The Trump administration’s Justice Department urged the Supreme Court to rule that the Civil Rights Act of 1964, which bars discrimination based on “sex,” does not include “gender identity.”
The DOJ’s brief filed Friday in the R.G. and G.R. Harris Funeral Homes v. Equal Employment Opportunity Commission case contended it is the role of Congress, not the courts, to amend the law to include gender identity, if it chooses to do so.
Aimee Stephens, a biological man who identifies as a woman, filed a complaint with the EEOC in 2014 for wrongful termination against R.G. and G.R. Harris Funeral Homes, claiming unlawful discrimination based on sexual identity.
The funeral home dress code has certain requirements in accordance with industry standards for men and women. Nevertheless, the EEOC determined the funeral home discriminated against Stephens by requiring its employee to dress as a man.
A federal district court ruled in the funeral home’s favor in 2016; in March 2018, however, the 6th U.S. Circuit Court of Appeals found Stephens was wrongfully fired.
Law.com reported that the EEOC did not sign on to the Trump DOJ’s brief appealing that ruling to the Supreme Court last week, indicating the agency does not support the administration’s position.
U.S. Solicitor General Noel Francisco argued in the government’s brief that the language in the Civil Rights Act is clear.
“In 1964, the ordinary public meaning of ‘sex’ was biological sex,” he wrote. “It did not encompass transgender status, which Stephens and the Sixth Circuit describe as a disconnect between an individual’s biological sex and gender identity.”
“In the particular context of Title VII — legislation originally designed to eliminate employment discrimination against racial and other minorities — it was especially clear that the prohibition on discrimination because of ‘sex’ referred to unequal treatment of men and women in the workplace,” added Francisco.
The solicitor general went on to note that thus far, Congress has “consistently declined” to expand the Civil Rights Act to include gender identity.
R.G. and G.R. Harris Funeral Homes’ counsel, John Bursch with Alliance Defending Freedom, wrote in a brief also submitted Friday that Stephens’ view “drastically expands the meaning of sex discrimination and rewrites Title VII to add protected categories that Congress never included, all without advance notice to employers.”
Further, Bursch wrote his client “would have responded to a female employee who insisted on dressing as a man while working with grieving families the same way it responded to Stephens. Because it does not disfavor one sex compared to the other, Harris does not discriminate based on sex.”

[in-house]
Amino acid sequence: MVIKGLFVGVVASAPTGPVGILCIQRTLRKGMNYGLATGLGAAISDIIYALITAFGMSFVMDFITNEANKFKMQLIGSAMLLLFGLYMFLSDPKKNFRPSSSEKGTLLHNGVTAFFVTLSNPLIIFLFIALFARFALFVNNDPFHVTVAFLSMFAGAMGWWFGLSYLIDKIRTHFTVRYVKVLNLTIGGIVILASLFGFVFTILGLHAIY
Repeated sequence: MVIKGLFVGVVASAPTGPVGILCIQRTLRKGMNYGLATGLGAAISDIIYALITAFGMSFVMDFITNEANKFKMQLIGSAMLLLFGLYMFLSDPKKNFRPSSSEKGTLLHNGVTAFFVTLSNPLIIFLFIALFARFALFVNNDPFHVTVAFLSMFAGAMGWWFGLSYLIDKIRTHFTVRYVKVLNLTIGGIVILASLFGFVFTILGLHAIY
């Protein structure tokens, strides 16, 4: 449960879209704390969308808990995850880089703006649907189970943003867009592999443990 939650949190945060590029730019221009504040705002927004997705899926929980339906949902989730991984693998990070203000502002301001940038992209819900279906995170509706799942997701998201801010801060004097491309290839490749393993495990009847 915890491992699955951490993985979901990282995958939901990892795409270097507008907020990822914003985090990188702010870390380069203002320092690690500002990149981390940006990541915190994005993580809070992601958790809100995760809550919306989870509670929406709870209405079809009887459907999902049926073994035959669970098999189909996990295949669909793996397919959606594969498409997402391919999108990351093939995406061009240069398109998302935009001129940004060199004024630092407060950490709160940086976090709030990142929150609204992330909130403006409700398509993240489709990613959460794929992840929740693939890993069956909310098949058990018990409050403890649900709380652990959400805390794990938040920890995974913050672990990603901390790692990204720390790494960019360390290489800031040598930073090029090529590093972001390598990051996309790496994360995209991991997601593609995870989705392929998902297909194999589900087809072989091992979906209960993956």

The feminist Women’s Liberation Front filed an amicus brief urging the Supreme Court not to expand the definition of “sex” to include gender identity.
“WoLF’s interest in this case stems from its interest in protecting the safety and privacy of women and girls and preserving women’s sex-based civil rights,” the brief reads.
The group argued women’s constitutional rights are being threatened by the embrace of “the vague concept of ‘gender identity.'”
“Legally redefining ‘female’ as anyone who claims to be female results in the erasure of female people as a class,” the Women’s Liberation Front said. “If, as a matter of law, anyone can be a woman, then no one is a woman, and sex-based protections in the law have no meaning whatsoever.”
Another amicus brief was filed by the Independence Law Center on behalf of Dr. Paul McHugh, the University Distinguished Service professor of Psychiatry at the Johns Hopkins University School of Medicine.
The brief reads that the doctor “seeks to discuss the frequently heard claims about gender identity, which sometimes masquerade as science but are really ideological pronouncements not supported by scientific evidence.”
Independence Law Center senior counsel Jeremy Samek wrote in an email to The Western Journal, “We filed the brief on behalf of Dr. McHugh to highlight the dangers of ideology masquerading as science.”
“The biological nature of binary sex is fact, and manipulating healthy bodies to fit the mistaken beliefs of the mind is harmful,” he added.
John Knight, Stephens’ attorney with the American Civil Liberties Union, stated in a brief to the court that his client was fired “because of sex.”
Knight elaborated, “but for the employee’s sex, the employee would not have been fired,” as he called for the Supreme Court to uphold the 6th Circuit’s ruling.
The Washington Examiner reported the Supreme Court will hear oral arguments in the case after the start of its new term in October.
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